With data analysis rapidly transforming entire industries, it’s increasingly critical to equip business school students with the foundational skills to understand how to use data to solve real-world problems. Launched three years ago, the School’s Master of Science in Business Analytics program is designed to do just that, says Doug Lehmann, assistant professor of professional practice in management science and co-director of the program. “It’s an accelerated, specialized program that enables people to get the skills necessary to understand, manage and apply data analysis in a business context in just 10 months,” he says. 

While undergraduates at the School can choose a major or a minor in business analytics, the master’s program is intended to enable students across disciplines to get up to speed in the latest data-related technology and tools. “We get a wide range of students in the program,” Lehmann says. “The common ground is that they all understand the importance of analytics.” 

The business analytics master’s program includes courses in areas like data modeling, data management, data mining and programming for analytics, and it’s updated annually to keep up with the pace of change in the field. “Next year, we’re adding a machine learning class and a generalized linear models class,” says Daniel McGibney, assistant professor of professional practice in management science and co-director of the program. He notes that, while jumping into sophisticated programming languages “is a bit of a learning curve,” students in the program have risen to the challenge and tend to progress quickly. 

In addition to months of coursework, the program includes a capstone – a real-world project that students complete for a sponsoring organization, under the oversight of an industry professional. 

The students receive a data set and a problem or situation to address; they are charged with finding and presenting actionable items or data-driven solutions to their sponsors. 

Past students have conducted projects for the Florida Panthers, Miami Heat and a local hospice. 

With demand for analytics expertise continuing to swell, Lehmann notes that the School is committed to preparing students for an increasingly datacentric business world. “We will continue to expand the curriculum to make sure students in all of the different disciplines are getting exposure to the analytics tools they need,” he says. “Employers are looking for these skills – not necessarily theoretical statisticians, but people who are able to tap into and harness the power of data in whatever it is they do.”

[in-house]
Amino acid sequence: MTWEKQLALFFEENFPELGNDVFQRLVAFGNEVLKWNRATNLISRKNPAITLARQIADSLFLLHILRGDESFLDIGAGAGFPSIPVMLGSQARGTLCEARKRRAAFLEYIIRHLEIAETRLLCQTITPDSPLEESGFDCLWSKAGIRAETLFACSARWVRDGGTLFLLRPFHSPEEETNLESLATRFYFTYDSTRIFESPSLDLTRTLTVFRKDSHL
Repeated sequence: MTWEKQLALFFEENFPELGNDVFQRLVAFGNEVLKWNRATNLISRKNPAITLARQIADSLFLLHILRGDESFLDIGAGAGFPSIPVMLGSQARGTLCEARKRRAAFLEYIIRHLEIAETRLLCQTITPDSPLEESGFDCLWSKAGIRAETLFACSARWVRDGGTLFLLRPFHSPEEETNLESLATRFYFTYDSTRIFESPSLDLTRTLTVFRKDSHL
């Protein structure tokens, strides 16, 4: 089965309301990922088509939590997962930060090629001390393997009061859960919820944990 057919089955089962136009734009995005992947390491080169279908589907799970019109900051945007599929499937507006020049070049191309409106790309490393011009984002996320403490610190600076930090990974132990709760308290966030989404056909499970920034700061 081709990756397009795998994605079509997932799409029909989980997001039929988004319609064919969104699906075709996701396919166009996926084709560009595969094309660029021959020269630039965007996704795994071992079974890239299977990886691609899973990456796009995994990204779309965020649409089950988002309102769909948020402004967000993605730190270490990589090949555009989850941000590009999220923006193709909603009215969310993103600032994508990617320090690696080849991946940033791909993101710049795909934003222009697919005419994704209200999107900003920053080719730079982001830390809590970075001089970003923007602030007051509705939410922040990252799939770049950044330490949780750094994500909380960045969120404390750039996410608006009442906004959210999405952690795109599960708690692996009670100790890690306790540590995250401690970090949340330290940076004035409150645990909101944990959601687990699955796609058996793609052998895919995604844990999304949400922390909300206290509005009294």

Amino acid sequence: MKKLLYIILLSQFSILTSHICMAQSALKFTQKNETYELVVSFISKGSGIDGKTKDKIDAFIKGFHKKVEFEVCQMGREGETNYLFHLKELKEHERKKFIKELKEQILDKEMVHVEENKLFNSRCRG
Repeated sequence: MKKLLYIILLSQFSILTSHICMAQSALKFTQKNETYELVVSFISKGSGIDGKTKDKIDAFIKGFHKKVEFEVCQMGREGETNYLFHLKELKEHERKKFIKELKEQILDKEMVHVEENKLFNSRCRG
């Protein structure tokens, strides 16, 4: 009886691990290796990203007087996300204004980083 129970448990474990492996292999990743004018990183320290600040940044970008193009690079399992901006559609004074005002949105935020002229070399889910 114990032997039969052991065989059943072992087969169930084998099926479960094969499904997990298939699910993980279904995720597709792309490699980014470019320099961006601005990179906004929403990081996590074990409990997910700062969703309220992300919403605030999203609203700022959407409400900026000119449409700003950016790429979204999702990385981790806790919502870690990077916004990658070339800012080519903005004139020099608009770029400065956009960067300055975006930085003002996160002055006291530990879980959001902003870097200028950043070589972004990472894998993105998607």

Tapping into Analytics with the Florida Panthers

As any sports fan can tell you, data analytics plays an increasingly pivotal role in decision making at virtually every major professional league team. Managers and coaches who once made gut decisions about which players to draft, trade and develop – as well as about game strategy – now routinely pore over reports generated by mathematicians and factor in statistics when weighing their options. With more teams getting into the analytics act, it came as little surprise when the NHL’s Florida Panthers joined the race to leverage data by hiring Brian Macdonald as director of hockey analytics three years ago. 

Brought in to provide the team’s scouting, coaching and training staff with data that would inform decisions about team personnel, Macdonald soon found his role expanding to encompass business strategy analytics. “Our approach became: Anywhere that data exists, we want to analyze that data and use it to make smarter decisions,” he says. “And we had lots of data – from ticket sales, from finance, from marketing – to draw from on the business side.” 

Recently, Macdonald tapped into the School’s Master of Science in Business Analytics program, which assigns groups of students to work with local businesses on capstone projects that enable them to wrap up their studies with real-world experience. “We asked them to build us a data visualization tool that would give our marketing department a way to look at customer and census data on a map of southern Florida,” says Macdonald, who explains that the students were charged with acquiring, cleaning and organizing the data. “We didn’t come up with a project for the sake of coming up with a project; we asked for something that we really needed, wanted and will use going forward,” he adds. 

Kevin Keating, one of the master’s students who worked with Macdonald, says the experience of using the R programming language learned during his studies to work on a real-world project was invaluable. “We were able to build an application that enables the end-user to go in and select one of the criteria that we populated the map with – median income, for example – to see a color-coded map of South Florida by income,” he says. “We had exposure during the program to many different technologies – regression analysis, machine learning, high performance computing – and various programming languages. At the end, the work with the Panthers was an eye-opening experience in terms of showing us what pulling together information from disparate places can achieve.” 

The outcome was equally eye-opening for the Panthers, who have already gleaned market insights from the tool. It was a win-win. “The students got a lot of really good experience doing data analysis, and we got something that we are actually going to use,” says Macdonald.